CASABLANCA - Morocco’s launch of Africa’s first high-speed train (LGV) is set to have a big impact on the North African country’s economy, said experts and officials.
Moroccan King Mohammed VI and French President Emmanuel Macron inaugurated November 15 the made-in-France high-speed train, named “Al Boraq,” riding it from Tangier to Rabat.
“Al Boraq,” derived from the Islamic tradition, evokes “speed and travel,” according to Morocco’s National Railway Office (ONCF).
The inauguration had been planned for 2015 but was hampered by the lengthy expropriation procedures.
Tangier will now be 2 hours, 10 minutes from Casablanca by train instead of almost 5 hours as Morocco modernises its public transport infrastructure to boost its international image as a leading African hub for foreign investors.
The $2.4 billion investment in the high-speed line, including 200km of tracks and state-of-the-art train stations, is well below average European prices for a similar project.
Economic expert El Mehdi Fakir said the high-speed train would have a tremendous added value on Morocco’s economy because it links the country’s most important economic engines.
“The LGV is linking Tangier to Casablanca, Morocco’s major economic and industrial cities, going through Rabat and Kenitra, which is an emerging industrial hub,” Fakir said.
“Doing business in Tangier will now become much easier from Casablanca thanks to the high-speed train as it was a painful journey to make because of the single railway line between Kenitra and Tangier,” Fakir said, adding that the LGV would also boost local tourism.
ONCF Director Mohamed Rabie Khlie said the new railway line would play a major role in expanding Tanger-Med, citing the example of French manufacturer PSA Group’s moving to Kenitra after obtaining guarantees from the government that the vehicles produced in the western city can be transported to Tanger-Med port.
PSA is the second largest French car manufacturer to have moved to Morocco after Renault, which set up its factory near Tanger-Med port, Africa’s second biggest.
PSA’s Kenitra plant is aiming to double its annual production capacity to 200,000 in 2020, according to Jean-Christophe Quemard, PSA Group’s executive vice-president for the Africa-Mideast region.
The LGV project positions Kenitra as a major employment area with the ability to lure more foreign companies to set up their businesses in the city.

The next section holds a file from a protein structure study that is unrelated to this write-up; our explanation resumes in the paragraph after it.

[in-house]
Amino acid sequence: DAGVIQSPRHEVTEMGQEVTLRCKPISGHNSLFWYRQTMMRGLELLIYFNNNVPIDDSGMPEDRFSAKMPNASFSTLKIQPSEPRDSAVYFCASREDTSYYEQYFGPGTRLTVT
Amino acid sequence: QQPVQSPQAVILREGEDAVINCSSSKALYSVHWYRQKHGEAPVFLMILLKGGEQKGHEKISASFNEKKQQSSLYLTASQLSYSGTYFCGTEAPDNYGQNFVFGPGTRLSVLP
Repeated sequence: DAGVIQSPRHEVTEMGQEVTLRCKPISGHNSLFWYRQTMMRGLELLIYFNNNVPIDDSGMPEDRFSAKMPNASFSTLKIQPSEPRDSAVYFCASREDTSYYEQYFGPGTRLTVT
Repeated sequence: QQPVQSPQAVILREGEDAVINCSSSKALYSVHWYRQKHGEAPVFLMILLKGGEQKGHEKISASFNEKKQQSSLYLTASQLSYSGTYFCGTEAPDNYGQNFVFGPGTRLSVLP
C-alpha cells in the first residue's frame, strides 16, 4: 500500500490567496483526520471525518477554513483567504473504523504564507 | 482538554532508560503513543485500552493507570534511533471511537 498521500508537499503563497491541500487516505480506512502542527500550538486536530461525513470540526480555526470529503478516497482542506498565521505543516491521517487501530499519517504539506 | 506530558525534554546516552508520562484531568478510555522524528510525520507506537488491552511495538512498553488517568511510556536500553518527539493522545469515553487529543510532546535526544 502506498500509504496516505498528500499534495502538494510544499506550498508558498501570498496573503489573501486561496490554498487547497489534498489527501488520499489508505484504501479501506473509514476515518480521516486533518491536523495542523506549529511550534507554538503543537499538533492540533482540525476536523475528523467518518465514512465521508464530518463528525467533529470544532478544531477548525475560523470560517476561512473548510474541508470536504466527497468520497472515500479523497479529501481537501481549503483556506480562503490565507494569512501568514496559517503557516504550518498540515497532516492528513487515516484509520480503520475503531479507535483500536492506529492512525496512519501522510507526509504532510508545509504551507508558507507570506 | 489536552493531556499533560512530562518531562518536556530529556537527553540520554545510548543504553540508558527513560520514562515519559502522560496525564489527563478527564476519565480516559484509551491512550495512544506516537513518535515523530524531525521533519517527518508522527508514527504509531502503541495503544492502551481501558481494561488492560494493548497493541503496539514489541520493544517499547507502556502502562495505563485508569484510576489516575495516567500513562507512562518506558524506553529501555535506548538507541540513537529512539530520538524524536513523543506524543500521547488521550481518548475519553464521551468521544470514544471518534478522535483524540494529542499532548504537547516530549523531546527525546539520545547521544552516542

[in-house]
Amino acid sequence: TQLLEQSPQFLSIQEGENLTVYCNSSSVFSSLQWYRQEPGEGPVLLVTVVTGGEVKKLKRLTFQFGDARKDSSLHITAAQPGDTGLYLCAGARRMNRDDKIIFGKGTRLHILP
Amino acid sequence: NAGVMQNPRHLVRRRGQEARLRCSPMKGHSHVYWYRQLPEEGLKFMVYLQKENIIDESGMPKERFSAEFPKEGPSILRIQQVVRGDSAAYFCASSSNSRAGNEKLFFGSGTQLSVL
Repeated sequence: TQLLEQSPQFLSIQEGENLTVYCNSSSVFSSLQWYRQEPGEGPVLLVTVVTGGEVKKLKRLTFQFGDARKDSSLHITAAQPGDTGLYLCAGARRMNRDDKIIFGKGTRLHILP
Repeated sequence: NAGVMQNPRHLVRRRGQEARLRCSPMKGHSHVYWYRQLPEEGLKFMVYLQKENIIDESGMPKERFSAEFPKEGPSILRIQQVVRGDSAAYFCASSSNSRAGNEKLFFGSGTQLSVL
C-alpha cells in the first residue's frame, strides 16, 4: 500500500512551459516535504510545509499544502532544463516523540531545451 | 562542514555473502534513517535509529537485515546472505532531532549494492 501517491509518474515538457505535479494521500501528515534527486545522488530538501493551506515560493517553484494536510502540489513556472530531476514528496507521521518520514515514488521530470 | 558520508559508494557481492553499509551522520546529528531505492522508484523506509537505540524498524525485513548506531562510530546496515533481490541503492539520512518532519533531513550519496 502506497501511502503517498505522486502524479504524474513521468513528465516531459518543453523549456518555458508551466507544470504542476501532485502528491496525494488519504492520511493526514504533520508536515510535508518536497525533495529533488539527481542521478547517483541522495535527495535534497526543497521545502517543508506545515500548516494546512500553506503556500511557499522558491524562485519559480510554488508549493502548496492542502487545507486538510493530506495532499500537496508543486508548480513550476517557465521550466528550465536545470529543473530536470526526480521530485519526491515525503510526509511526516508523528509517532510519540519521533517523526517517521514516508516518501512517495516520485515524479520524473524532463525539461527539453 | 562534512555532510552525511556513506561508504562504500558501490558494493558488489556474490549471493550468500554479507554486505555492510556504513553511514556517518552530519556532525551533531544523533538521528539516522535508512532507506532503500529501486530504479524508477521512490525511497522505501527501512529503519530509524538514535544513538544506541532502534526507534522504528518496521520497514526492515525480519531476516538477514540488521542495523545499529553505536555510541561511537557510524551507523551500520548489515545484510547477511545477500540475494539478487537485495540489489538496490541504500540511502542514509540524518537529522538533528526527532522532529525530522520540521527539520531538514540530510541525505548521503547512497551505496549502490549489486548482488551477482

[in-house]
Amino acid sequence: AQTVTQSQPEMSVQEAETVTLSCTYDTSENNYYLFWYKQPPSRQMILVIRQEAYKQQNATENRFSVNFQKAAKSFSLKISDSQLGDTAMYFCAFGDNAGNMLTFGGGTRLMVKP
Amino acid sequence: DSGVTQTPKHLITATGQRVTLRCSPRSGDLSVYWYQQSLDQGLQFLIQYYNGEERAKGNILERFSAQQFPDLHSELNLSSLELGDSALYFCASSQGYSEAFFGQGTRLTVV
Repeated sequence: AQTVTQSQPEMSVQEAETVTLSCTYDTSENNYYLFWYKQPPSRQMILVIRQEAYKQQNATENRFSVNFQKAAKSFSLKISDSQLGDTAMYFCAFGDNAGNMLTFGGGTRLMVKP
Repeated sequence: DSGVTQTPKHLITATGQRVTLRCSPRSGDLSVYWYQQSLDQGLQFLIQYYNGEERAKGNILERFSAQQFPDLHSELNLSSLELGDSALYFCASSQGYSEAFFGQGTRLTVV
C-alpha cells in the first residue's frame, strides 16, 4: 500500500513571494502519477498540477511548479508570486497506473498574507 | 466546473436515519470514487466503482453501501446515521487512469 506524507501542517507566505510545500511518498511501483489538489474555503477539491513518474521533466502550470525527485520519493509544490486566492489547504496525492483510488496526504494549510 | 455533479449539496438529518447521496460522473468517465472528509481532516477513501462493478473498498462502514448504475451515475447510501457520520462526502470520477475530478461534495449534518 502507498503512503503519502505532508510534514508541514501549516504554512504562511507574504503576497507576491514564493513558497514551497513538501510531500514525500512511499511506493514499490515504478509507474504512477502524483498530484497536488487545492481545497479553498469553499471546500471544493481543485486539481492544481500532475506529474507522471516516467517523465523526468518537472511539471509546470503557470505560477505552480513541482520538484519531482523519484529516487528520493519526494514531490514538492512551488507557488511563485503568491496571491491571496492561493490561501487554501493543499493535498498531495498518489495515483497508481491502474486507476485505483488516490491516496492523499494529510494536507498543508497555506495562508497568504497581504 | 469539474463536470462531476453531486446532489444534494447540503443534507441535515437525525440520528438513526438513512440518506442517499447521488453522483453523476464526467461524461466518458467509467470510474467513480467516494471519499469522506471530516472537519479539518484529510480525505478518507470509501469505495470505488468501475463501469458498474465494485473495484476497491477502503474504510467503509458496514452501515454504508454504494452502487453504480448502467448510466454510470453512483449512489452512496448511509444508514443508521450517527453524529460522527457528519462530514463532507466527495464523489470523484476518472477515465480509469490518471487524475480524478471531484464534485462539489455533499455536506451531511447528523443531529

France’s national railway company SNCF used its expertise in high-speed design, construction, operation and maintenance of LGV. However, Khlie said that 90% of the work was carried out by Moroccan civil engineering firms.
“The ticket prices are more cost-effective than in the West because the majority of the work was done by Moroccan firms, which represented 50% of the overall cost of the project,” said Khlie.
Fakir emphasised the importance of the expertise gained by Moroccan engineering firms from their French counterpart.
“The know-how gained by Moroccan engineers will allow ONCF to expand its high-speed line business in both Morocco and Africa in the future,” said Fakir.
The Tangier-Kenitra line will run at a top speed of 320km per hour. However, the rest of the Kenitra-Rabat-Casablanca route will take a third lane that will allow the LGV to run at 180km per hour against 160km per hour for conventional trains pending the construction of an LGV track, which will be ready by 2020.
Civil society groups complained that ONCF has harmed the environment, including through deforestation, during the construction process but ONCF insisted it has reforested 2,100 hectares of forests, compared with 130 hectares deforested, in line with international environmental standards.
The LGV is expected to be operational by the end of November and 6 million passengers are expected to have used it after three years of operation, easing the burden on the often broken-down conventional trains.
Saad Guerraoui is a regular contributor to The Arab Weekly on Maghreb issues.
This article was originally published in The Arab Weekly.